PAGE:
ready for thought in the English bootstrap (enBoot) startup-sequence.
    By rotating through a list of concepts pre-ordained by the AI mindmaker
    and by activating one concept per cycle of rejuvenation, the AI Mind
    displays a variety of thought on various concepts or asks the human
    user for information about the concept currently in the rotation.
    The Rejuvenate module calls the kbTraversal module only when there
    has been no input from a human user during one Rejuvenate cycle.
    If a conversation is going on between a human being and the AI Mind,
    then both minds (human and robot) are activating plenty of concepts
    and the AI does not need to traverse its knowledge base in search
    of things to think about. If, however, the human user has just
    started the AI software and does not know how to interact with
    the AI, or if the AI Mind is on display in a science museum where
    a conversation has ended with the departure of a human interlocutor,
    the KB-traversal module keeps the AI Mind on its toes, visibly
    thinking thoughts and asking questions which any museum visitor
    may seek to answer in a hands-on, interactive display of possibly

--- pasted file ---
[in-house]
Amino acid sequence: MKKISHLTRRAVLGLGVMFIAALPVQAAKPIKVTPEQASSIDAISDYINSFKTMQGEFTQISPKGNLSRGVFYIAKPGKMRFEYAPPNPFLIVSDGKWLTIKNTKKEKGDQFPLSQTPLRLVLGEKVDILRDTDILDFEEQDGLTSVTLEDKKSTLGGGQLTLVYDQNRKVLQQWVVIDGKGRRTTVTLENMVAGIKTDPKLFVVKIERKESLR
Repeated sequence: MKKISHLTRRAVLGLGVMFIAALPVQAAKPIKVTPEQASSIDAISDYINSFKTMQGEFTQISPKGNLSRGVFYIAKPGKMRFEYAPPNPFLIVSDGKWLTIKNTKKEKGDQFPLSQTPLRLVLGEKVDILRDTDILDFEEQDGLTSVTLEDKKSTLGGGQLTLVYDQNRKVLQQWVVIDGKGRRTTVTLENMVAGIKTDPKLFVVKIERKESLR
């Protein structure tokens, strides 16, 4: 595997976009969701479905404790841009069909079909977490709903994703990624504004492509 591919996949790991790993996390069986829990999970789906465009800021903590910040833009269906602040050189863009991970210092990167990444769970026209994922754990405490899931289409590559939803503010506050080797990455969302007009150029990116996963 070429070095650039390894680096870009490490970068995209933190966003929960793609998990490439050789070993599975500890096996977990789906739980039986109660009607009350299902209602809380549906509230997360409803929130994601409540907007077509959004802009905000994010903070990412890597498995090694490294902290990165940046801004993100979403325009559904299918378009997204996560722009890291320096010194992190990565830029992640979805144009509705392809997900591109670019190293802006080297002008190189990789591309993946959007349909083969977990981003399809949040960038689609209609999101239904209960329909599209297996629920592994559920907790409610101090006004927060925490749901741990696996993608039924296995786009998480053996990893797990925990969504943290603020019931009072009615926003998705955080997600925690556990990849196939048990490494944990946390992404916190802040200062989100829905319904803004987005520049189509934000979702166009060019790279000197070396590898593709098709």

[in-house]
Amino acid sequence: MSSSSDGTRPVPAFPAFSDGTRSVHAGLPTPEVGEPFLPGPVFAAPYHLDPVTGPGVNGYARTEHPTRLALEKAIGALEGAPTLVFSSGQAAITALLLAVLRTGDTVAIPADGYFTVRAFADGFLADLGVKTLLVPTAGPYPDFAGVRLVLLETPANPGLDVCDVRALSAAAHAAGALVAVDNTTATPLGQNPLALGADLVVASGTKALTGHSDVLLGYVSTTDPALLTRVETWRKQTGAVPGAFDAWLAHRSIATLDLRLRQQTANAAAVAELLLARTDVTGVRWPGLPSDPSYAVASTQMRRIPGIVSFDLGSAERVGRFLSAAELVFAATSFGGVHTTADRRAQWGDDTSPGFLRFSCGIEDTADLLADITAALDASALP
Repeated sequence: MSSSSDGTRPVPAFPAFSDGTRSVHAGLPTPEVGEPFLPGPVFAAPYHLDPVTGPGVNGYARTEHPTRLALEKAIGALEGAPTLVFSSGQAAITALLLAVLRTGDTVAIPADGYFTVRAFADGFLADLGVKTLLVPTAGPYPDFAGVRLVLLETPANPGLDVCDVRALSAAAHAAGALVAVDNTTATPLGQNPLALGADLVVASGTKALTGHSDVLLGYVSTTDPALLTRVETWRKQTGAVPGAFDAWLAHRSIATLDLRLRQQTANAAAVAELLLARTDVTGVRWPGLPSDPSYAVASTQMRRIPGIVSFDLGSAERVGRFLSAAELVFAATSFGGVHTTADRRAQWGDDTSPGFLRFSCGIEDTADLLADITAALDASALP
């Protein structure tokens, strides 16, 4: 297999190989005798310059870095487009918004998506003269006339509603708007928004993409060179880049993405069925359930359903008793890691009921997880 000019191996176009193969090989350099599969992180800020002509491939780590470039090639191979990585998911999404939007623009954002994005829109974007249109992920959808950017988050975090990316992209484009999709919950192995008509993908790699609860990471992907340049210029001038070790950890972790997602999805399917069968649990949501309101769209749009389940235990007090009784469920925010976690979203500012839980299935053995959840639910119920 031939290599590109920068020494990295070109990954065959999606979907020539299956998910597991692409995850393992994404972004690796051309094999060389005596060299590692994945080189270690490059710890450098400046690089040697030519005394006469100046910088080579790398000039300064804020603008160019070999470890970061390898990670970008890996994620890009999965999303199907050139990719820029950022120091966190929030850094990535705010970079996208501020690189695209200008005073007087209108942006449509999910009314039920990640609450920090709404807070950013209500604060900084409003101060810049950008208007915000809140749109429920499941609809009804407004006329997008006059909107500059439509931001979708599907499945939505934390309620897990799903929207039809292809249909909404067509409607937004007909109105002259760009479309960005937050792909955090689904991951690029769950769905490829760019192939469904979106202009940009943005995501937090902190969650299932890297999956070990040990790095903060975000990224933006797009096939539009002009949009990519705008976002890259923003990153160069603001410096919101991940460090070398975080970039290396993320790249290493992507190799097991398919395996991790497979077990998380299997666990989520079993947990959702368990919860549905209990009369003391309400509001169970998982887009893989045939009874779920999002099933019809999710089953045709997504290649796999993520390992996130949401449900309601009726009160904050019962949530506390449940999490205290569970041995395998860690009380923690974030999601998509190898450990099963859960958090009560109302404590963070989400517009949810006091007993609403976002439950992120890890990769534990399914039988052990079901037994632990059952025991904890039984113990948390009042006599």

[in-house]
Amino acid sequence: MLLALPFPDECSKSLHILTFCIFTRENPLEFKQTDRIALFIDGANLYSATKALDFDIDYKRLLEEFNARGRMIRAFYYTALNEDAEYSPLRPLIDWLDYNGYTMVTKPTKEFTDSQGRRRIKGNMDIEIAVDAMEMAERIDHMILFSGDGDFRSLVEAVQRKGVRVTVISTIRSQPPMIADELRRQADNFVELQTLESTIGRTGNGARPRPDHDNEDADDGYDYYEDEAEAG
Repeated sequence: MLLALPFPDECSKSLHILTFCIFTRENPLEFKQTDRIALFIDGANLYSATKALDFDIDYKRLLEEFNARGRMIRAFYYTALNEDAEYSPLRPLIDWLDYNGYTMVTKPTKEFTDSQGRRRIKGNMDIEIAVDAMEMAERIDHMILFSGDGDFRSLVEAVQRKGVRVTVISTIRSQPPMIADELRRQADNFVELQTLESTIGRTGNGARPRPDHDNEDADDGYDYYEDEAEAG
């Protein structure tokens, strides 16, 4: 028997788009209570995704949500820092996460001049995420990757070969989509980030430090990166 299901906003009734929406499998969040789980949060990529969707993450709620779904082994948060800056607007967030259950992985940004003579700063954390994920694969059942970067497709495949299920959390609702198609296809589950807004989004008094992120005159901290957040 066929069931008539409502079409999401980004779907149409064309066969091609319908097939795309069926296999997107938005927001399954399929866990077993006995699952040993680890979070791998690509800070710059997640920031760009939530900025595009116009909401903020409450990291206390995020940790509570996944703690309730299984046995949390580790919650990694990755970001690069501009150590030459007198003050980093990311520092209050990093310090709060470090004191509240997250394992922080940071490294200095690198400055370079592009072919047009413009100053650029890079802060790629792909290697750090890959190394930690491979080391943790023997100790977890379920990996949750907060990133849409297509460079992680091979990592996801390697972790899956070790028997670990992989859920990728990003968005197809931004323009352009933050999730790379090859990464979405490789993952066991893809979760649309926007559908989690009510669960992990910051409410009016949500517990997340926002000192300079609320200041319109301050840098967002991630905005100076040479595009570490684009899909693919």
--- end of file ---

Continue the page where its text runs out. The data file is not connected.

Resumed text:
the oldest living artificial intelligence in the record books.

    Algorithmic Troubleshooting

    Troubleshooting of the AI Mind starts with the highest level
    of the AI algorithm and proceeds down to the lowest levels.
    Look for troubleshooting tips on each mind-module Web page.
    Since the original AI4U Mind-1.1 code has evolved into a functioning
    example, any port into a new language or a new robot ought
    first to achieve parity with the basic functionality of the
    teaching AI and only then, after ensuring a basic
    functionality, start to add new features or refinements --
    a delicate process in software which may give the AI coder
    a feeling akin to performing psychosurgery in wetware.

    Commenting the AI Source Code

    See the material on "Comments" at

    Structured Programming

    Sequential Order of Function Calls

    See the material on Structured Programming Sequence at

    Robot AI Mindmaking Resources

    Return to top; or to sitemap; or to
    [For the above link to work, copy to your local hard disk
    and name it Mind.html in the C:\Windows\Desktop\ directory.]
    These evolving AI algorithms are subject to change without notice.